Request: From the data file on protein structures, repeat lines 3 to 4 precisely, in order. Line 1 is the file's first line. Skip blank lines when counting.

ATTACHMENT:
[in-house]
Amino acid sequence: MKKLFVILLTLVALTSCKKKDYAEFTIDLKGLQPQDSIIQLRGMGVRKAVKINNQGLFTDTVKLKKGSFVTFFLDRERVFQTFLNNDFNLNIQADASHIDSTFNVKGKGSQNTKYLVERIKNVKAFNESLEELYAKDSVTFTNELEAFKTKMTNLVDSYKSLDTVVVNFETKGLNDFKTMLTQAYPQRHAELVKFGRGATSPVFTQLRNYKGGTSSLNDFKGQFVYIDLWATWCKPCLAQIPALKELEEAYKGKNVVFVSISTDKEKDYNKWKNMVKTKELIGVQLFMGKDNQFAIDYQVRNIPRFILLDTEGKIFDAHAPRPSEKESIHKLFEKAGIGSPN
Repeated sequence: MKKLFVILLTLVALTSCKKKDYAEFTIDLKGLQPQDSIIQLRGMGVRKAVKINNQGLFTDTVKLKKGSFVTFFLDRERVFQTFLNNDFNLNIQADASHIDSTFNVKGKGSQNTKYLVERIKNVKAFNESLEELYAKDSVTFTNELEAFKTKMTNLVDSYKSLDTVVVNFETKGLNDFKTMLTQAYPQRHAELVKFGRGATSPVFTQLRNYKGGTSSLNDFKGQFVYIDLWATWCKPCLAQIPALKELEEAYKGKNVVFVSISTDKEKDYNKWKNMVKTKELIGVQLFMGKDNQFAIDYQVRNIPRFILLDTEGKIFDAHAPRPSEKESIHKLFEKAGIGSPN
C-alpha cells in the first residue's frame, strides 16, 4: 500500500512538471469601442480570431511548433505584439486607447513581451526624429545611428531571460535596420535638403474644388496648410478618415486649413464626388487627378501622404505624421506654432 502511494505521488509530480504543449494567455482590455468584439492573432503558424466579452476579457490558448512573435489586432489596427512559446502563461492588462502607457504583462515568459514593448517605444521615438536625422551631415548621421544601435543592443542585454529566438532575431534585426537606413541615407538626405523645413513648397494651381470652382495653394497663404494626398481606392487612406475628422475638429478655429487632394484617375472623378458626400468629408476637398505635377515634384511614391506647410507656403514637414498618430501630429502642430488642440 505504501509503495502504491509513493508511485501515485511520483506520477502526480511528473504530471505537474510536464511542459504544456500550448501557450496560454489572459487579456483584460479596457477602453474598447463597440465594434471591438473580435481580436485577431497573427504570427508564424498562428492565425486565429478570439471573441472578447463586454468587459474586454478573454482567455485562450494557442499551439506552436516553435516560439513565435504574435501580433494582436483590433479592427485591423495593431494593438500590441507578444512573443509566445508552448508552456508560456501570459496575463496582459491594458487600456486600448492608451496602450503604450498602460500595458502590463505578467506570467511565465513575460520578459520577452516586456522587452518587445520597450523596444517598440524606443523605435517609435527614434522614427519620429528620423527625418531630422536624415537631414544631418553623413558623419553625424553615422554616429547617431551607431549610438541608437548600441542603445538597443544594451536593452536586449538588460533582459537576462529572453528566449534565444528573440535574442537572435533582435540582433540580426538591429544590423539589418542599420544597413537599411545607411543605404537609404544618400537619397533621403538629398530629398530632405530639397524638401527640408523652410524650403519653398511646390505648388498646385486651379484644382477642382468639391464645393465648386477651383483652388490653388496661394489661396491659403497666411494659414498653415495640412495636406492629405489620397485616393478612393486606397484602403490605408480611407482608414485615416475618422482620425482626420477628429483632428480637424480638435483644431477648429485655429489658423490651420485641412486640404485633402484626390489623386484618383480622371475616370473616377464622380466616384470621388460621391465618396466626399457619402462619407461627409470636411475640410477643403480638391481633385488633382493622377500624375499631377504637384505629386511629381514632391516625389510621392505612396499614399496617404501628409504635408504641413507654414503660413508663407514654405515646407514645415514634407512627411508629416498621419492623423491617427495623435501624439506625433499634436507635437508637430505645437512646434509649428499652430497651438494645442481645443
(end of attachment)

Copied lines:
Repeated sequence: MKKLFVILLTLVALTSCKKKDYAEFTIDLKGLQPQDSIIQLRGMGVRKAVKINNQGLFTDTVKLKKGSFVTFFLDRERVFQTFLNNDFNLNIQADASHIDSTFNVKGKGSQNTKYLVERIKNVKAFNESLEELYAKDSVTFTNELEAFKTKMTNLVDSYKSLDTVVVNFETKGLNDFKTMLTQAYPQRHAELVKFGRGATSPVFTQLRNYKGGTSSLNDFKGQFVYIDLWATWCKPCLAQIPALKELEEAYKGKNVVFVSISTDKEKDYNKWKNMVKTKELIGVQLFMGKDNQFAIDYQVRNIPRFILLDTEGKIFDAHAPRPSEKESIHKLFEKAGIGSPN
C-alpha cells in the first residue's frame, strides 16, 4: 500500500512538471469601442480570431511548433505584439486607447513581451526624429545611428531571460535596420535638403474644388496648410478618415486649413464626388487627378501622404505624421506654432 502511494505521488509530480504543449494567455482590455468584439492573432503558424466579452476579457490558448512573435489586432489596427512559446502563461492588462502607457504583462515568459514593448517605444521615438536625422551631415548621421544601435543592443542585454529566438532575431534585426537606413541615407538626405523645413513648397494651381470652382495653394497663404494626398481606392487612406475628422475638429478655429487632394484617375472623378458626400468629408476637398505635377515634384511614391506647410507656403514637414498618430501630429502642430488642440 505504501509503495502504491509513493508511485501515485511520483506520477502526480511528473504530471505537474510536464511542459504544456500550448501557450496560454489572459487579456483584460479596457477602453474598447463597440465594434471591438473580435481580436485577431497573427504570427508564424498562428492565425486565429478570439471573441472578447463586454468587459474586454478573454482567455485562450494557442499551439506552436516553435516560439513565435504574435501580433494582436483590433479592427485591423495593431494593438500590441507578444512573443509566445508552448508552456508560456501570459496575463496582459491594458487600456486600448492608451496602450503604450498602460500595458502590463505578467506570467511565465513575460520578459520577452516586456522587452518587445520597450523596444517598440524606443523605435517609435527614434522614427519620429528620423527625418531630422536624415537631414544631418553623413558623419553625424553615422554616429547617431551607431549610438541608437548600441542603445538597443544594451536593452536586449538588460533582459537576462529572453528566449534565444528573440535574442537572435533582435540582433540580426538591429544590423539589418542599420544597413537599411545607411543605404537609404544618400537619397533621403538629398530629398530632405530639397524638401527640408523652410524650403519653398511646390505648388498646385486651379484644382477642382468639391464645393465648386477651383483652388490653388496661394489661396491659403497666411494659414498653415495640412495636406492629405489620397485616393478612393486606397484602403490605408480611407482608414485615416475618422482620425482626420477628429483632428480637424480638435483644431477648429485655429489658423490651420485641412486640404485633402484626390489623386484618383480622371475616370473616377464622380466616384470621388460621391465618396466626399457619402462619407461627409470636411475640410477643403480638391481633385488633382493622377500624375499631377504637384505629386511629381514632391516625389510621392505612396499614399496617404501628409504635408504641413507654414503660413508663407514654405515646407514645415514634407512627411508629416498621419492623423491617427495623435501624439506625433499634436507635437508637430505645437512646434509649428499652430497651438494645442481645443